In general, it is always good to stock up on snacks before you board a train. There are exceptions, of course, but food and trains do not usually a happy marriage make. Bring dried noodles or powdered soups on the Trans-Mongolian Express as there is always a samovar of hot water. And stock up on fruit on Japanese train journeys, because it rarely appears on the menu anywhere else.

Is a railway holiday for you?

responsible travel recommends

Go on a railways holiday if…

  • You enjoy people’s stories. People get on and get off. Where are they going, what are they doing, who is meeting them? Every rail traveller has a story if you are open to them.
  • You are the designated driver all the time. Sit back and let someone else drive you for days on end.
  • You don’t want to worry about driving, directions and arguments over maps. Bring a map with you, sit back and watch the scenery as you follow your route. It’s one of life’s joys.
  • You are organised. You can’t just chuck everything into the back of a car, and you need to be able to get your luggage on and off the train easily.
Don’t go on a railway holiday if…

  • You are a control freak. The Fat Controller is the one in charge on these holidays and you can’t mess with his timetables. Or connections.
  • You get restless easily. On most rail holidays you take one or two days out to explore and enjoy, so the railway journey itself is for total chillout. But it might be a twelve hour chillout.
  • You enjoy bringing everything but the kitchen sink on holiday. You need to be able to get your own bags on and off trains quickly and easily.
  • You are anti-social. Trains attract all sorts and it is much more fun to embrace that and enjoy the ride.

Screens & scribes


There are train geeks, and there are rail gurus. They are two very different things. Geeks go train spotting and talk a lot about gauges and junctions. Rail gurus, however, are those who capture the awakening that many of us have when holidaying by rail, in words, images and in film. We feel that our railways holiday guide needed to include some of the gurus and the greats, who make you feel like you are rocking along in that carriage with them.

Michael Portillo’s Great Continental Railway Journeys, available on DVD, has helped re-establish rail as a strong tourism option in many countries.

The Trans-Siberian Handbook by Bryn Thomas is the definitive guide, with maps, photos, commentary, the works. And you’ll have plenty of time for reading on this one, so you might want to immerse yourself In Siberia by Colin Thubron as well – a brilliant description of months spent travelling across Siberia not only by train, but also by bus, hitchhiking and a battered car. Makes for grim reading in parts, but will make you happy you opted for the Trans-Mongolian leg of the famous train journey.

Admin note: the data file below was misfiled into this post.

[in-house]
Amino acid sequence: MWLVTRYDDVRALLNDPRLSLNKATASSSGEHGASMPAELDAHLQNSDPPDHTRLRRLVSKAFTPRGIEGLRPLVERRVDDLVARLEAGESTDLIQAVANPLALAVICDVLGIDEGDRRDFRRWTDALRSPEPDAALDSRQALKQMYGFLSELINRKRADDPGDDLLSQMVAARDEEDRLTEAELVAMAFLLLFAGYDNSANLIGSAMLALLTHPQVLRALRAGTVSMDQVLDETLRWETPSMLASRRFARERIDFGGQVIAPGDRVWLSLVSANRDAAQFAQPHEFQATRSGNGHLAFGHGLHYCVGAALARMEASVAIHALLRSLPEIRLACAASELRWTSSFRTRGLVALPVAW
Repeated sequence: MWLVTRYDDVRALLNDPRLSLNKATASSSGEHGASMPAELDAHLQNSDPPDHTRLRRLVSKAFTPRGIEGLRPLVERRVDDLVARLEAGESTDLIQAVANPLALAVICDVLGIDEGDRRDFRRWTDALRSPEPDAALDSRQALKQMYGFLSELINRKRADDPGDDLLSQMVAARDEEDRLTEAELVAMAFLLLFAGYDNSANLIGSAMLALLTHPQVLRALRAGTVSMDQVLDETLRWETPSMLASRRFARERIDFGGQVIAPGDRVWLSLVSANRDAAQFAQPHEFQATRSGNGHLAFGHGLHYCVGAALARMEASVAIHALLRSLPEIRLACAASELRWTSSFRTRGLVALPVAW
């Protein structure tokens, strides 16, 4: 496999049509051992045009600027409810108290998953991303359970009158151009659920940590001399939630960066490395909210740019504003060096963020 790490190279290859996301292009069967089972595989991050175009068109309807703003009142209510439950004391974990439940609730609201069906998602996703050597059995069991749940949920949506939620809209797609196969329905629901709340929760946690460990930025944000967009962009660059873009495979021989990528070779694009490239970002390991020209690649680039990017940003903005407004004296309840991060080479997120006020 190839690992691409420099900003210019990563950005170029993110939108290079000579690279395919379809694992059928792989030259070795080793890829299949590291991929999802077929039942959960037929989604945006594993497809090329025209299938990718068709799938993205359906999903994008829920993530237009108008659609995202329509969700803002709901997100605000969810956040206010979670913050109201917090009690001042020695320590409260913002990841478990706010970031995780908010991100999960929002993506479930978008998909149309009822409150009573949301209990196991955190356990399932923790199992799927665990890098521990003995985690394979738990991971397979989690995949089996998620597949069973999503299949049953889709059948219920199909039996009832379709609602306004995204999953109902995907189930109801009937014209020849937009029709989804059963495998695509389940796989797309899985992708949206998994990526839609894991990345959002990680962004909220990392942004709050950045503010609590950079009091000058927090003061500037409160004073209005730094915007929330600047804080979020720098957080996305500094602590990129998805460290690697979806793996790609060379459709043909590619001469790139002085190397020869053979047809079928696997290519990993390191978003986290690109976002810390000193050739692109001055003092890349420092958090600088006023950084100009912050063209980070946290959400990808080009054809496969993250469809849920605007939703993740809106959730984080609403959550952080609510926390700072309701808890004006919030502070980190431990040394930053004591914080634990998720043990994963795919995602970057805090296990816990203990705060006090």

The Man in Seat 61, Mark Smith’s books of rail travel in Europe and worldwide are Bibles for train lovers. He has been everywhere, seen everything, knows every gauge, connection and quirky detail. And loves the seat number 61, when possible.

Iron Road to the Isles: A Travellers and Tourist Guide to the West Highland Lines by Michael Pearson – Published in collaboration Scottish railway companies to celebrate the centenary of Mallaig Extension, it’s like having the most informed, and amusing travel companion sitting beside you along the way.

The Great Railway Bazaar: By Train Through Asia, published in 1973, is Paul Theroux’ famous travelogue about a four month train journey through Europe, the Middle East, the Indian subcontinent and Southeast Asia, and his return via the Trans-Siberian Railway. Even better, he retraced his journey in 2006 in Ghost Train to the Eastern Star.

The Railway Children by Edith Nesbit, the timeless classic, published in 1906, with the all time favourite film released in 1970.

Railway holiday packing essentials


It depends on how well equipped your train is, of course, but there are certain things you really want to consider bringing on a rail holiday.
  • A phrasebook for the country you are passing through. It could be a long journey without a simple exchange of a few words.
  • A deck of cards or travel chess – they don’t need words.
  • An OS map – it’s great to know what those snowy peaks in the distance are.
  • A hipflask – never travel in Scotland without one, and having it topped up at the bar is always a good conversation opener.
  • Babywipes or a flannel.
  • Toilet roll.
  • A small pillow, or one of our favourite new discoveries, the TRTL Sleep scarf.
  • Earplugs = Zzzzzz
  • A corkscrew if you are bringing your own bottle.
  • A flask of hot water and tea bags. Train tea isn’t always the best.
  • Flip flops or slippers
  • A sarong or small blanket
  • Booklight for late night reading, when others are sleeping.
Mark Smith, Man in Seat 61:

"Don't forget that on almost all Trans-Siberian trains, unlimited boiling water is available free of charge from the samovar at the end of each coach, so remember to bring a mug, spoon, coffee and a selection of cuppa soups. You can save money on restaurant car meals by bringing dried pasta or noodles, for example. My personal favourite is water-based drinking chocolate for a relaxing night-time drink each evening."
Photo credits: [Top box - meadow & mountains: Loco Steve] [Scotland railway journeys: Rob Faulkner] [Spain to Morocco: Jerome Bon] [Ireland: Theyoungones1994] [Southern India: cheersabhishek] [Trans-Mongolian Express: Stanley Wood] [Reunification Express Vietnam: Benjamin Vander Steen] [Machu Picchu: Inyucho] [Japan: JNTO] [Train at the end of the world: Eugene Regis] [Connectivity: ricoeurian] [Food: Roel Hemkes] [Packing essentials - cards: Poker Photos] [Packing essentials - travel pillow: Takahiro Yamagiwa] [Packing essentials - corkscrew: Didriks] [Mark Smith quote: Bernt Rostad]
Written by Catherine Mack